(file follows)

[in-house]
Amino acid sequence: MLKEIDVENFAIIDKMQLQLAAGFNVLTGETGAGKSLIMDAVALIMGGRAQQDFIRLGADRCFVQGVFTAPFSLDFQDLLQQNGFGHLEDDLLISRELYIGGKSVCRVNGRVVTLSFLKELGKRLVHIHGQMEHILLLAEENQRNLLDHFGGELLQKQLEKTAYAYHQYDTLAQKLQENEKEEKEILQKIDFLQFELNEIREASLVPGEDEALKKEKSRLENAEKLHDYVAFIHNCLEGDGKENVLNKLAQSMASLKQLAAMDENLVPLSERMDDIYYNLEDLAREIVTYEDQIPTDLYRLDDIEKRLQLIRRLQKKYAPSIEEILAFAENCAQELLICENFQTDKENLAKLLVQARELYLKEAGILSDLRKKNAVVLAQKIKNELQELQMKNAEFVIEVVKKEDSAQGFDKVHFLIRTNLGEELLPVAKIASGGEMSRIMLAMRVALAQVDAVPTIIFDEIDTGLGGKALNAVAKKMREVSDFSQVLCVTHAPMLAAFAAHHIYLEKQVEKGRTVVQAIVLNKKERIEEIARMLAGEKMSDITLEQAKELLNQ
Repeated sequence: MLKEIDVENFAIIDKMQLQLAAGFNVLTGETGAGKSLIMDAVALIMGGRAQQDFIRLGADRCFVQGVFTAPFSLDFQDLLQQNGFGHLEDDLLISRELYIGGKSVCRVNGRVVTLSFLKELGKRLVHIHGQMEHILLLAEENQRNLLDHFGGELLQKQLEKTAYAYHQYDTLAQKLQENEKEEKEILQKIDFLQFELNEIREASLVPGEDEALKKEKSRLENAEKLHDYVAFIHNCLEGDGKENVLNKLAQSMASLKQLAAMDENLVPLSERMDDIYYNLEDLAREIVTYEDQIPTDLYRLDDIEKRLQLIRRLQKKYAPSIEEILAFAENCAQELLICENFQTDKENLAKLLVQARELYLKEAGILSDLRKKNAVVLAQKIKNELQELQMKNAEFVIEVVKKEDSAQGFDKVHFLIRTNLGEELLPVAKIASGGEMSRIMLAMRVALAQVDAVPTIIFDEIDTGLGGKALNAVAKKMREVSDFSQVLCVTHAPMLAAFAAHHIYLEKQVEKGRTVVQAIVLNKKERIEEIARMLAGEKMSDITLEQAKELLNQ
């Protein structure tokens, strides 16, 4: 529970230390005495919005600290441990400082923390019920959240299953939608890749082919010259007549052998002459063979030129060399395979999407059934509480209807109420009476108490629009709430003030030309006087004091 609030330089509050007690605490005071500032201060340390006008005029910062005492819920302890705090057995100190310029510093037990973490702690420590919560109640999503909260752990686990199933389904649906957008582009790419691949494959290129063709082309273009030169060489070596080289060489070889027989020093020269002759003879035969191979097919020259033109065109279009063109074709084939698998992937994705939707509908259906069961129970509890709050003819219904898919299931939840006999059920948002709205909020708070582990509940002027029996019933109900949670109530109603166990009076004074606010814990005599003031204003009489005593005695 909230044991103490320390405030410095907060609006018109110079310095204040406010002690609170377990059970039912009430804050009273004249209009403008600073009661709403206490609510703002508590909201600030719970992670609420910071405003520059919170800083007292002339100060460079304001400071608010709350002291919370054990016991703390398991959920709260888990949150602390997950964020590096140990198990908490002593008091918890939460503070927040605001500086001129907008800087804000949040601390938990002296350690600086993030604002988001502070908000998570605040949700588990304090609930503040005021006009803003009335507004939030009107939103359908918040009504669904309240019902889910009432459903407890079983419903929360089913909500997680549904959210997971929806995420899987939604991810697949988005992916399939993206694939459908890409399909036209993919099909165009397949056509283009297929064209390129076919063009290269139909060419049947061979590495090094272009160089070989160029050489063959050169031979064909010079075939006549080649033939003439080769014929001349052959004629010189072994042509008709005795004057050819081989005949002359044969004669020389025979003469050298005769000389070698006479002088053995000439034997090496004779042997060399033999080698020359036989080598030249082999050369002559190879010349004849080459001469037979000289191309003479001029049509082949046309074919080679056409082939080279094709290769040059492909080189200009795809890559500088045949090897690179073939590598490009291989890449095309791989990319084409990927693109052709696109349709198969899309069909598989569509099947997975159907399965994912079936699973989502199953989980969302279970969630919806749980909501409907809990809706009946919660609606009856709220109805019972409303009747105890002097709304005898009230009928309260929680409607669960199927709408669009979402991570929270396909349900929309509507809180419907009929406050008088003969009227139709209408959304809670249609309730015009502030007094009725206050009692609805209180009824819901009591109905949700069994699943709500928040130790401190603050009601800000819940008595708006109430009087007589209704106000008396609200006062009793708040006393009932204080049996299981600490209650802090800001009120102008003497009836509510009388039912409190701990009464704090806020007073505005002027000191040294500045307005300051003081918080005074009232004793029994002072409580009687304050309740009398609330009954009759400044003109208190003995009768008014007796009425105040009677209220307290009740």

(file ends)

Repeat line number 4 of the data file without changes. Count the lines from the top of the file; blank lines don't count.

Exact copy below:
């Protein structure tokens, strides 16, 4: 529970230390005495919005600290441990400082923390019920959240299953939608890749082919010259007549052998002459063979030129060399395979999407059934509480209807109420009476108490629009709430003030030309006087004091 609030330089509050007690605490005071500032201060340390006008005029910062005492819920302890705090057995100190310029510093037990973490702690420590919560109640999503909260752990686990199933389904649906957008582009790419691949494959290129063709082309273009030169060489070596080289060489070889027989020093020269002759003879035969191979097919020259033109065109279009063109074709084939698998992937994705939707509908259906069961129970509890709050003819219904898919299931939840006999059920948002709205909020708070582990509940002027029996019933109900949670109530109603166990009076004074606010814990005599003031204003009489005593005695 909230044991103490320390405030410095907060609006018109110079310095204040406010002690609170377990059970039912009430804050009273004249209009403008600073009661709403206490609510703002508590909201600030719970992670609420910071405003520059919170800083007292002339100060460079304001400071608010709350002291919370054990016991703390398991959920709260888990949150602390997950964020590096140990198990908490002593008091918890939460503070927040605001500086001129907008800087804000949040601390938990002296350690600086993030604002988001502070908000998570605040949700588990304090609930503040005021006009803003009335507004939030009107939103359908918040009504669904309240019902889910009432459903407890079983419903929360089913909500997680549904959210997971929806995420899987939604991810697949988005992916399939993206694939459908890409399909036209993919099909165009397949056509283009297929064209390129076919063009290269139909060419049947061979590495090094272009160089070989160029050489063959050169031979064909010079075939006549080649033939003439080769014929001349052959004629010189072994042509008709005795004057050819081989005949002359044969004669020389025979003469050298005769000389070698006479002088053995000439034997090496004779042997060399033999080698020359036989080598030249082999050369002559190879010349004849080459001469037979000289191309003479001029049509082949046309074919080679056409082939080279094709290769040059492909080189200009795809890559500088045949090897690179073939590598490009291989890449095309791989990319084409990927693109052709696109349709198969899309069909598989569509099947997975159907399965994912079936699973989502199953989980969302279970969630919806749980909501409907809990809706009946919660609606009856709220109805019972409303009747105890002097709304005898009230009928309260929680409607669960199927709408669009979402991570929270396909349900929309509507809180419907009929406050008088003969009227139709209408959304809670249609309730015009502030007094009725206050009692609805209180009824819901009591109905949700069994699943709500928040130790401190603050009601800000819940008595708006109430009087007589209704106000008396609200006062009793708040006393009932204080049996299981600490209650802090800001009120102008003497009836509510009388039912409190701990009464704090806020007073505005002027000191040294500045307005300051003081918080005074009232004793029994002072409580009687304050309740009398609330009954009759400044003109208190003995009768008014007796009425105040009677209220307290009740």